With a full set of specifications and approval for them to refine your initial plan if necessary you can now move on to the project design stage. This is when you translate the ‘what is required’ in to ‘how it will be done’. At this stage you can hand over some of your initial plans to the specialists in your team charging them with producing the solutions that will deliver the project. Project designs can be arrived at in a variety of forms such as diagrams, working models or prototypes. However, at some point you will need to ensure that they are all expressed in detailed written specifications in order to be confident that all of your key workers and teams can not only access the design but also have common points of reference within it. For example, an engineer might fully understand how a prototype explains to them how to solve a problem, but will the accounts department understand how to cost it? Before moving on to the next stage it’s always best to refer the design back to the end-user. This serves two purposes, it gives the end-user an opportunity to agree to your design or raise questions on it ahead of proceeding with them; keeping the end-user informed and involved which will mean that they will have both knowledge and confidence that the project is delivering something that they can adopt and work with on completion.
The Build stage.
Whether you’re building an office block or a database doesn’t matter, with all of your plans and designs in place you can actually get your teams started on building the project. The temptation to skip or indeed even skimp on any of the prior stages must be avoided. Having the build stage progress with the minimum of difficulty and delay is of prime importance as this is the stage that will cost the most money. Here a detail missed during the design process can bring small and large projects alike to a grinding halt, omitting a specification will mean your designers have to re-examine their work, whilst failing to have defined the objectives that teams need to meet will lead to confusion and work done improperly. All of which will cost time and money to resolve. This is also the phase that will test your project management abilities to the full. If you’ve planned properly you’ll be able to organize the workforce and if you can co-ordinate effectively you’ll be able to control the project – all of which will require strong and clear leadership.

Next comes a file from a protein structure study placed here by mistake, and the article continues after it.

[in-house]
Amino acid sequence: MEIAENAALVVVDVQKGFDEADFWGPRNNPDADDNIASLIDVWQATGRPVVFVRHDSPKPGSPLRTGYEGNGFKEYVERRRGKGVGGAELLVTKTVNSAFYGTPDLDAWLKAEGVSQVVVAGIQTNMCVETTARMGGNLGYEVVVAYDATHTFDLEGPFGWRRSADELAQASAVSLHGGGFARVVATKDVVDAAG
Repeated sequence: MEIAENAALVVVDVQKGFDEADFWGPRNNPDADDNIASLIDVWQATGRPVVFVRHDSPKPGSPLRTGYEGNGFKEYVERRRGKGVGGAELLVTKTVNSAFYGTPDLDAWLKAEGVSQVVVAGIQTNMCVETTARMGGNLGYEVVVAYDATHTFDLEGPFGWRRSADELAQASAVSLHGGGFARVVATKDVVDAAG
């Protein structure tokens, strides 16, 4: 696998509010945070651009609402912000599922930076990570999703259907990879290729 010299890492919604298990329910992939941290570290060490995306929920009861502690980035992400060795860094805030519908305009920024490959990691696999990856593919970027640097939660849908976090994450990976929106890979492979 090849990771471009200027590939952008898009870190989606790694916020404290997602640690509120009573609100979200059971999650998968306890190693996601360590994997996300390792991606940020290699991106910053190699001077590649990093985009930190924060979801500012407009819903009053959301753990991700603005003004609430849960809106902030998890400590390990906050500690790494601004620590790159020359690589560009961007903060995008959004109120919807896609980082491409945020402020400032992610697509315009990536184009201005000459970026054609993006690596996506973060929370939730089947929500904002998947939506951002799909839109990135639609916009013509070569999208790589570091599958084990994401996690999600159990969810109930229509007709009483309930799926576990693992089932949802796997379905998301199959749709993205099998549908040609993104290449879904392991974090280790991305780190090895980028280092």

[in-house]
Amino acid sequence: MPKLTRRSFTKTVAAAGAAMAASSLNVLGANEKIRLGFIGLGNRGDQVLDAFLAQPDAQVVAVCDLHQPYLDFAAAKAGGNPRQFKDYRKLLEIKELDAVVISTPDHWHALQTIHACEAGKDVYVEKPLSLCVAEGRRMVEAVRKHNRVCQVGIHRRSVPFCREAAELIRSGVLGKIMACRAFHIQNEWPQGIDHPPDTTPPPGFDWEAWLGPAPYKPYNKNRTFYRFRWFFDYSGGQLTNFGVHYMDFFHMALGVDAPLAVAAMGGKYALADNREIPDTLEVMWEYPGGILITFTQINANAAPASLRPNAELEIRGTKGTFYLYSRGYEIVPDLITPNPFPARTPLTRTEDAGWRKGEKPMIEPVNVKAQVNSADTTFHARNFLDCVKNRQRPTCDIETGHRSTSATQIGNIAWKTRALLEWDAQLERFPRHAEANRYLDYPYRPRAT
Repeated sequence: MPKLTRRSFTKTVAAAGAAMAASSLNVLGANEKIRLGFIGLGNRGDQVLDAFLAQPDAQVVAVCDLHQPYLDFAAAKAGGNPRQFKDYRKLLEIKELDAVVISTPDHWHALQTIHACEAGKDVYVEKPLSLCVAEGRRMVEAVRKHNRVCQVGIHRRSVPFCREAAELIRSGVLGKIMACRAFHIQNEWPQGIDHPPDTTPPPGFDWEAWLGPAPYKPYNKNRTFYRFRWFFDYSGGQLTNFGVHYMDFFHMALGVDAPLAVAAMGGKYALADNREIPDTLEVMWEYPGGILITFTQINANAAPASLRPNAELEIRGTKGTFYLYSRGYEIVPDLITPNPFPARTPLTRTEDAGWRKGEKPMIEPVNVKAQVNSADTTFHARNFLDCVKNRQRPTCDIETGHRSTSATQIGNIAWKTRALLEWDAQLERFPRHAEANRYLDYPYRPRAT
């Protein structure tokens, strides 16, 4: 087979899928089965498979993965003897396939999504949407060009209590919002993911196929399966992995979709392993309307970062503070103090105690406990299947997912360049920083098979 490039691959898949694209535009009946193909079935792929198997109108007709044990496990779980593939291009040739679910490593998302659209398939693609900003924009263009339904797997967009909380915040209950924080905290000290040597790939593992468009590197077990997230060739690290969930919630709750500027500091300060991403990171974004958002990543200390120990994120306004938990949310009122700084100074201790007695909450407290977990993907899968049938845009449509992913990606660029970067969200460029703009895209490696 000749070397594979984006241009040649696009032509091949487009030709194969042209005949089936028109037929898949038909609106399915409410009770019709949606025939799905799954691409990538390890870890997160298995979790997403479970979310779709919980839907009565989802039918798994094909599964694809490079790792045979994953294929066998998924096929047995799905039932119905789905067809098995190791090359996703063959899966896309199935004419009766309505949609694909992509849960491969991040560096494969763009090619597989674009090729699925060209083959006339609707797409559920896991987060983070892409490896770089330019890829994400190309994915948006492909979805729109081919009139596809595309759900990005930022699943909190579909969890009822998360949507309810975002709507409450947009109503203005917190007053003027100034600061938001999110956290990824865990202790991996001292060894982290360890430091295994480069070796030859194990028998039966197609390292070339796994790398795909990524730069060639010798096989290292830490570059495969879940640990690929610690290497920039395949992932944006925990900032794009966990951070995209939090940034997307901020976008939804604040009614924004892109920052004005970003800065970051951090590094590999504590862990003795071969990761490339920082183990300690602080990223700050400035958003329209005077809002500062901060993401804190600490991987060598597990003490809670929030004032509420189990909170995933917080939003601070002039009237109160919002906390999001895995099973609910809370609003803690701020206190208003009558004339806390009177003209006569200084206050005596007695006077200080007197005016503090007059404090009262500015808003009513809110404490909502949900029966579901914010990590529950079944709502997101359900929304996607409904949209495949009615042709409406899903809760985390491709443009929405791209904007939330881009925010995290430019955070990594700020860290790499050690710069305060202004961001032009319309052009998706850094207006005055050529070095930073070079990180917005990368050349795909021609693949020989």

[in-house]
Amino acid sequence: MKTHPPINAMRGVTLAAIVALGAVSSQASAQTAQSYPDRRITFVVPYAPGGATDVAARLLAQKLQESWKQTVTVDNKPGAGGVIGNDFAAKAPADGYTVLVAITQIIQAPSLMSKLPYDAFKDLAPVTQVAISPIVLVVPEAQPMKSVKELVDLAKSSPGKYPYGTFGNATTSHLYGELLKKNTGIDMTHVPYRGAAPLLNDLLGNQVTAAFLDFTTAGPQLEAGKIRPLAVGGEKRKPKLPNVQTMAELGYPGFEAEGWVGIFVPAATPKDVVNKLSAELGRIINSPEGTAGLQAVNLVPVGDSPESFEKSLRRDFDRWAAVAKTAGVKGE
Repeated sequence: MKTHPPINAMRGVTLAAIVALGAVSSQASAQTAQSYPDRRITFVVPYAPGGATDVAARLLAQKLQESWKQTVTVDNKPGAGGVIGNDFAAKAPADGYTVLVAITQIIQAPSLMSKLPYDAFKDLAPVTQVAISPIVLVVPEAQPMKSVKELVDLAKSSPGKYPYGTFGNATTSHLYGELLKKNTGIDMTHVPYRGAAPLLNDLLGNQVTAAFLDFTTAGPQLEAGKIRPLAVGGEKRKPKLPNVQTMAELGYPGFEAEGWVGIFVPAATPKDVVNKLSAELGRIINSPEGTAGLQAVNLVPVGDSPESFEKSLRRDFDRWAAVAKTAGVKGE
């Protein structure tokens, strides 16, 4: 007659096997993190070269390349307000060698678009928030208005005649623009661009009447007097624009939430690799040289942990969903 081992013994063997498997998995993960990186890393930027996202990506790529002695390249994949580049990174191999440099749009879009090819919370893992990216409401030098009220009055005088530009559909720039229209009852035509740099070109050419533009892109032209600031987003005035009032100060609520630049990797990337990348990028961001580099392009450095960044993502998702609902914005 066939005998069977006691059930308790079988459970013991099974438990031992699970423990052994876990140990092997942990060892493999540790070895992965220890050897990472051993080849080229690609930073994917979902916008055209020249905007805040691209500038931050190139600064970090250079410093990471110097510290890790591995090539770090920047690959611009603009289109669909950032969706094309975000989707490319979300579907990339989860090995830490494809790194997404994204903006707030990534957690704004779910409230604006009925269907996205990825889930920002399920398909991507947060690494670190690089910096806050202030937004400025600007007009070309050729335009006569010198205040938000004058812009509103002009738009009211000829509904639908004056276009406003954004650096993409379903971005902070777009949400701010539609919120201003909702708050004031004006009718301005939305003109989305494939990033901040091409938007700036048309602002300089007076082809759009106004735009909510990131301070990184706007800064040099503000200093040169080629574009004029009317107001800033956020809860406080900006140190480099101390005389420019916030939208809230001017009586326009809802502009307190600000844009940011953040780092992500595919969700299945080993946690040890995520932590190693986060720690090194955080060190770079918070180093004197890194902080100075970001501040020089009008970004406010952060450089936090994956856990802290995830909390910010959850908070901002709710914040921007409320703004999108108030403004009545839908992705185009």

With the project built the next stage is to implement the project or put it into operational mode. This is the phase in which the end-user eventually takes ownership of the project transferred to them and, following a period of testing and adjustments, fully accepts it. No matter how much you have liaised with the end-user up to now, or indeed how well you have executed your job and the project as a whole, there will almost inevitably be snags that need tweaking and improving. These eventualities will, of course, have been accounted for in your plans and appropriate resources of manpower, time and money will have been made available for them; these were your contingency plans. Time spent on this stage will be well worth it in the long term as by ensuring successful implementation stage your standing as a project manager will ne enhanced, leading to more people wanting you as their project manager.
At the operation stage you have actually handed over the project, got everything running smoothly and finished with it. However there is still one final job to do and that is to write a post-implementation report for the project sponsor. As time goes on projects are frequently re-opened as further changes and improvements to them need considering. Your closing report will be an invaluable tool in helping the project sponsor to consider any changes and may yet prove useful to you if asked to work again as the project manager.